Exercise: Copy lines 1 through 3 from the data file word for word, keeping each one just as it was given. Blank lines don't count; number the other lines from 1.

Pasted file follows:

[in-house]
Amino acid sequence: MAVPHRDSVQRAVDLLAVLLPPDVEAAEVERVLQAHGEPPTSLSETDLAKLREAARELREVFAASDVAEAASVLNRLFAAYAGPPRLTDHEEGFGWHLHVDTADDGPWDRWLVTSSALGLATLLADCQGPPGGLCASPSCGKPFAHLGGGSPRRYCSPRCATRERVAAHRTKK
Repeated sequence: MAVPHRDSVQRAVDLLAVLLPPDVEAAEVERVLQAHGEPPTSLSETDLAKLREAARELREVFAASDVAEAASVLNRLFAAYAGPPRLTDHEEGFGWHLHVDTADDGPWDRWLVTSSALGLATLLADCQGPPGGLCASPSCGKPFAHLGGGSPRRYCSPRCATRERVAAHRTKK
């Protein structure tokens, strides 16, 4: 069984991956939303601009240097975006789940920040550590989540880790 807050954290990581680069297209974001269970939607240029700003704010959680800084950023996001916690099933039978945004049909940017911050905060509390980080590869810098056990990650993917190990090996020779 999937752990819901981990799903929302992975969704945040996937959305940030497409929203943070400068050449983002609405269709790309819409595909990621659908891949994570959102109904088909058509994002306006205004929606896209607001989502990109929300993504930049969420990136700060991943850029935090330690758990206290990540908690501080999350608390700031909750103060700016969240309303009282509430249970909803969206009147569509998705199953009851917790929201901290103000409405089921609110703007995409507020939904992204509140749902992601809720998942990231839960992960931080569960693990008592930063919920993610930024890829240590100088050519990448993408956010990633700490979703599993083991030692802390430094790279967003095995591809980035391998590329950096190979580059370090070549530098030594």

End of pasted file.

[in-house]
Amino acid sequence: MAVPHRDSVQRAVDLLAVLLPPDVEAAEVERVLQAHGEPPTSLSETDLAKLREAARELREVFAASDVAEAASVLNRLFAAYAGPPRLTDHEEGFGWHLHVDTADDGPWDRWLVTSSALGLATLLADCQGPPGGLCASPSCGKPFAHLGGGSPRRYCSPRCATRERVAAHRTKK
Repeated sequence: MAVPHRDSVQRAVDLLAVLLPPDVEAAEVERVLQAHGEPPTSLSETDLAKLREAARELREVFAASDVAEAASVLNRLFAAYAGPPRLTDHEEGFGWHLHVDTADDGPWDRWLVTSSALGLATLLADCQGPPGGLCASPSCGKPFAHLGGGSPRRYCSPRCATRERVAAHRTKK